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Council Still Facing Tax Hike in Latest Budget

To avoid a tax increase, Moorestown council members will need to close a $1 million gap—a near-impossible task, according to the township manager.

As it stands now, the township needs to close a $1 million gap to avoid a tax increase in this year’s budget.

Talking over the latest draft of the budget Thursday morning, the consensus among members of township council was none of them were terribly happy with the budget.

In its current form, the $22.9 million budget increases the tax levy by $1,011,900 from last year, a 2.6 cent (or 7.83 percent) increase from 2011’s tax rate. Based on that increase, a taxpayer with a home assessed at the township average of $529,800 would pay $1,896.68 in municipal taxes, a $137.74 increase from last year.

Because the township's budget didn't hit the state-imposed 2 percent cap last year, it was allowed (by law) to "bank" the difference and use it to offset the levy increase this year. The township's 2012 budget currently uses $725,277 of the $926,452 levy cap bank from last year's budget. 

Trying to close the gap

Councilmen Greg Gallo and Mike Testa both said, if votes were taken today, they’d be a “no” on the budget, and none of the other council members seemed excited about it either.

But township manager Scott Carew was blunt about the realities of the budget.

“I literally don’t think we can close the gap in spending,” he told council. “If we’re looking at getting to no increase, that means we’re a million dollars away from that.”

One of the major drivers behind the size of the increase, Carew explained, was a significant dip in the township's available surplus. In 2008, the township used $4.7 million in surplus to close the budget gap and last year used $2.4 million. The 2012 budget only calls for $1.2 million from surplus, due to its depletion in previous budgets, he said.

On the bright side, Carew said, looking ahead to next year, “I believe the surplus will not be a million-dollar problem like it is this year,” partly due to an increase in commercial ratables (i.e. ) and .

Speaking of liquor licenses, township financial officer Tom Merchel had plugged $500,000 from the (projected) sale of one license into , which called for a 1.8 cent increase to the current tax rate. But that’s been taken out, Carew explained, because the township can’t budget that money until it actually has the check in the bank.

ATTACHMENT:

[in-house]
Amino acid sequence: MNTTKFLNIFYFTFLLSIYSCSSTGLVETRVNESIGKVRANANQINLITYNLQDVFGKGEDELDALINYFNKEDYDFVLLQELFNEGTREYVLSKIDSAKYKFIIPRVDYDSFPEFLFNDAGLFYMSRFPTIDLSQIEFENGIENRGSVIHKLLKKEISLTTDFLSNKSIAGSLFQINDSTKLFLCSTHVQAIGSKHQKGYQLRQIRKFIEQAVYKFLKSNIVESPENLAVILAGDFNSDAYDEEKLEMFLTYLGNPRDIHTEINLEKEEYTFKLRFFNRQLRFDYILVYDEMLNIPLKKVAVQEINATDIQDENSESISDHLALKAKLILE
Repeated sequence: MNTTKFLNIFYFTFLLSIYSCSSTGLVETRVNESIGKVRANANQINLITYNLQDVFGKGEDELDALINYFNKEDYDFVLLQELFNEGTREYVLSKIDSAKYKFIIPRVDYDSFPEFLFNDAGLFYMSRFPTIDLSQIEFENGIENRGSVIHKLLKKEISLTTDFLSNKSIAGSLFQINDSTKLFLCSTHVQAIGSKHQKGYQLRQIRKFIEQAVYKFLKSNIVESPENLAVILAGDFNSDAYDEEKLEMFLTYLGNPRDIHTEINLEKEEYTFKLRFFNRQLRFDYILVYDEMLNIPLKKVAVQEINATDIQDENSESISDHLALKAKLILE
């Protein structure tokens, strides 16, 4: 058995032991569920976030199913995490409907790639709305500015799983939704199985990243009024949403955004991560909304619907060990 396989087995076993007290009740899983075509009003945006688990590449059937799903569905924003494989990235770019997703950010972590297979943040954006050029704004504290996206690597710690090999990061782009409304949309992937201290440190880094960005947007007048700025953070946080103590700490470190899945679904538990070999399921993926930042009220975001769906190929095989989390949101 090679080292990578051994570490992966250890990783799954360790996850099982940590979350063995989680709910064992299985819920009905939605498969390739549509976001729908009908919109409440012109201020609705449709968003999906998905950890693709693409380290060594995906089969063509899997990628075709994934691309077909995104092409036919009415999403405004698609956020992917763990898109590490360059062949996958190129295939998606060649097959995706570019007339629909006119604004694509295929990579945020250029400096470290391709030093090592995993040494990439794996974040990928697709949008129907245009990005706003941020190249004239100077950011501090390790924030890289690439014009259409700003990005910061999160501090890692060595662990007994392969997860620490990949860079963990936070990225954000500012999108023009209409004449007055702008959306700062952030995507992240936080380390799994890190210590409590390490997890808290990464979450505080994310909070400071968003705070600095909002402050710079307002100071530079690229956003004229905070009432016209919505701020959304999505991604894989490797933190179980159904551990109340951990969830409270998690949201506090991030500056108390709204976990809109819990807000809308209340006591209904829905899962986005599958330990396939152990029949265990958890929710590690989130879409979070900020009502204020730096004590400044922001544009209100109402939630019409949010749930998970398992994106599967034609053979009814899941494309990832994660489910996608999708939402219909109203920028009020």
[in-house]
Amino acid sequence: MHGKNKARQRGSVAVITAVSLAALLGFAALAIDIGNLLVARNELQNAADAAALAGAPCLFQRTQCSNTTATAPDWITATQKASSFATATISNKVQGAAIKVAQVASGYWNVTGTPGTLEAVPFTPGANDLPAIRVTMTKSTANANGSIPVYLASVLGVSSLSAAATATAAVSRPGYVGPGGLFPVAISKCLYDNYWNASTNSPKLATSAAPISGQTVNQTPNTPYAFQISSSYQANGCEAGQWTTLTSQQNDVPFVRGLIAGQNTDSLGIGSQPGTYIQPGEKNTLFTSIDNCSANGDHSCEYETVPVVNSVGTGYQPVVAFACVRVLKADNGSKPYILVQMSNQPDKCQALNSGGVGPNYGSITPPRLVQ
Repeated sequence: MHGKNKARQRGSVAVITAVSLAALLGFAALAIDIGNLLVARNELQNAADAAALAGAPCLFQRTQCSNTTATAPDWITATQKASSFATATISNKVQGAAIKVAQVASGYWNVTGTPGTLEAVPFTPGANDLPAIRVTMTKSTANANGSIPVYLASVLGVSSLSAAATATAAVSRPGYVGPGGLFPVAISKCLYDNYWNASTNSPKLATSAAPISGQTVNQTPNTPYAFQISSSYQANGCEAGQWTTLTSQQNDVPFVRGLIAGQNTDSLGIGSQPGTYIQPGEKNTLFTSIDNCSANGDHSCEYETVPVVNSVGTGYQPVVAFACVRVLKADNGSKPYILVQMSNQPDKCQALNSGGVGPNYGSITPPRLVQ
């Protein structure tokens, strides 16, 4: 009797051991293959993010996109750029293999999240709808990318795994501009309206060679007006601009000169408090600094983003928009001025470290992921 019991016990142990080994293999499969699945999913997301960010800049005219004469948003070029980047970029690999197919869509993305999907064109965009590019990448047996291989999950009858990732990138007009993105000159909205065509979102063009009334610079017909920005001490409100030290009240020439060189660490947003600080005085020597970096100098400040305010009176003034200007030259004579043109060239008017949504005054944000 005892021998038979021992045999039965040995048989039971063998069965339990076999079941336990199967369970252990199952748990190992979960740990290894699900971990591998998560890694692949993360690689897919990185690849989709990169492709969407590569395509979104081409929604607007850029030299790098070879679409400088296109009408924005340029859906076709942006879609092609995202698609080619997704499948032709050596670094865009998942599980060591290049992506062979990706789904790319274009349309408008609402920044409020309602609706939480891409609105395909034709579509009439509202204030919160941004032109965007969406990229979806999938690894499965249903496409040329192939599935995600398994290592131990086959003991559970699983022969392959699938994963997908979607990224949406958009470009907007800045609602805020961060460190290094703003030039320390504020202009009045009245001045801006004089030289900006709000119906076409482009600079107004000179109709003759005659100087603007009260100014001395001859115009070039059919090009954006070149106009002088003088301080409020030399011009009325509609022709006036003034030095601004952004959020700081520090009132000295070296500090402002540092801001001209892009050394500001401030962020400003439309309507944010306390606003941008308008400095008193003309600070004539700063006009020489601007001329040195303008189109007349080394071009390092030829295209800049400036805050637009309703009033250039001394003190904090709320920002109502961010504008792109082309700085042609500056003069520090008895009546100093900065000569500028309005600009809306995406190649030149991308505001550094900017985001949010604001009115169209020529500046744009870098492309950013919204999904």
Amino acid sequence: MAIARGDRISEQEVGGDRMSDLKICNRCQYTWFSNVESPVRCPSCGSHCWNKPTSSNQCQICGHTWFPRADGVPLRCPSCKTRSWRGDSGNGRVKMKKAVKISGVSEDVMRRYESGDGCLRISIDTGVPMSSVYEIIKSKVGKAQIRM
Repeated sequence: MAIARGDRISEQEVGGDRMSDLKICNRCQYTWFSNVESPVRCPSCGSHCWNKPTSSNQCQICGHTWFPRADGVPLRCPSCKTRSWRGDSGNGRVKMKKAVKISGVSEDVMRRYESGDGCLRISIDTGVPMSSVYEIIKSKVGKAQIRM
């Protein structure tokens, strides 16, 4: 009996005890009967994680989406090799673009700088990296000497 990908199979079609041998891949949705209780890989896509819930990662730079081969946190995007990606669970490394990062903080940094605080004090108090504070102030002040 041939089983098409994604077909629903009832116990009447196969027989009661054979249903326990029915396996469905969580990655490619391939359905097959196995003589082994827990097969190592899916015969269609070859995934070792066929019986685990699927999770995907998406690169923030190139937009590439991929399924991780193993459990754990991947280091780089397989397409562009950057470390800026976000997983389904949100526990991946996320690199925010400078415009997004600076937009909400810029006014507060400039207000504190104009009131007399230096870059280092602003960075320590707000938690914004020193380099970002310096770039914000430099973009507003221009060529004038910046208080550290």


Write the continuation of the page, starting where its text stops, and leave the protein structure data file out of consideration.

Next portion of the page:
Also, the township’s state aid will stay flat from last year, at $1.8 million.

Carew said he was “comfortable this is a very responsible budget to continue to provide the level of service we’re providing.”

However, Testa said the township has “a spending problem.”

“As a taxpayer, I’m frustrated I’m paying more taxes for the same amount of service,” he said.

But Carew defended the budget, explaining the township has been faced with revenue sources that have either decreased or stayed flat (i.e. state aid, surplus) and expenses (i.e. health insurance) that have increased.

Though Carew was dubious about the township’s chances to shave $1 million from the budget to keep taxes flat, council members were not ready to surrender yet and will schedule another budget meeting at their regular meeting Monday.

Moorestown Leadership Problem March 08, 2012 at 09:20 PM
Fire Scott Carew. Fellows - this is simple. Tell this guy YOU WILL NOT RAISE TAXES. Any dope knows raising taxes in an election year is a poison pill. Finally Mr. Testa has something right - Moorestown has a spending problem - Its Mayor John Button. If our Republican ticket in 2012 is to be successful, John simply has to retire and not run. You want a sustainable Moorestown, lower the taxes.
Chris Moye March 09, 2012 at 03:40 AM
I agree. No raising taxes. We have a spending problem, not a revenue problem.
Candidate showdown March 09, 2012 at 04:19 AM
What options do we have to not have a tax increase ?
Franklin Dinaglio March 09, 2012 at 02:01 PM
Chris-I guess we'll have to start calling you Grover! What spending would you drive out in order to avoid a tax increase. I've repeatedly suggested the town scrap plans for a new town hall. What do the rest of you suggest?
Mtown Talker March 09, 2012 at 02:29 PM
Ok frankie, I think we could still build a new town hall and police at the same locale. It can move quicker as someone said earlier if it's a prefab.. It would only take a few weeks to be built in a factory rather than build everything on site. And some don't like the idea of rehab but at this point in the game rehab the existing library and find a good design and use for the second floor. That's probably the best option moving forward. Perhaps the "shared" courts can be on site rather than in the industrial zone. We can still get the petty cash from other townships that use it.
In the Cheap Seats March 09, 2012 at 03:21 PM
Will the MRMC chair write a letter to the editor telling us what options the MRMC wants implemented after our meeting?
Mtown Talker March 09, 2012 at 04:17 PM
Hi cheap, I believe you are on the wrong blog? What would the mrmc chair has to implement after a town council meeting? What influence does he have at council meetings?
fyathyrio March 09, 2012 at 05:23 PM
Good Question
Moorestown Leadership Problem March 09, 2012 at 07:32 PM
Fellows - How does this sound, Vote for me, I will raise your taxes! Can this be a winning formula for the party this Fall? No new taxes boys!

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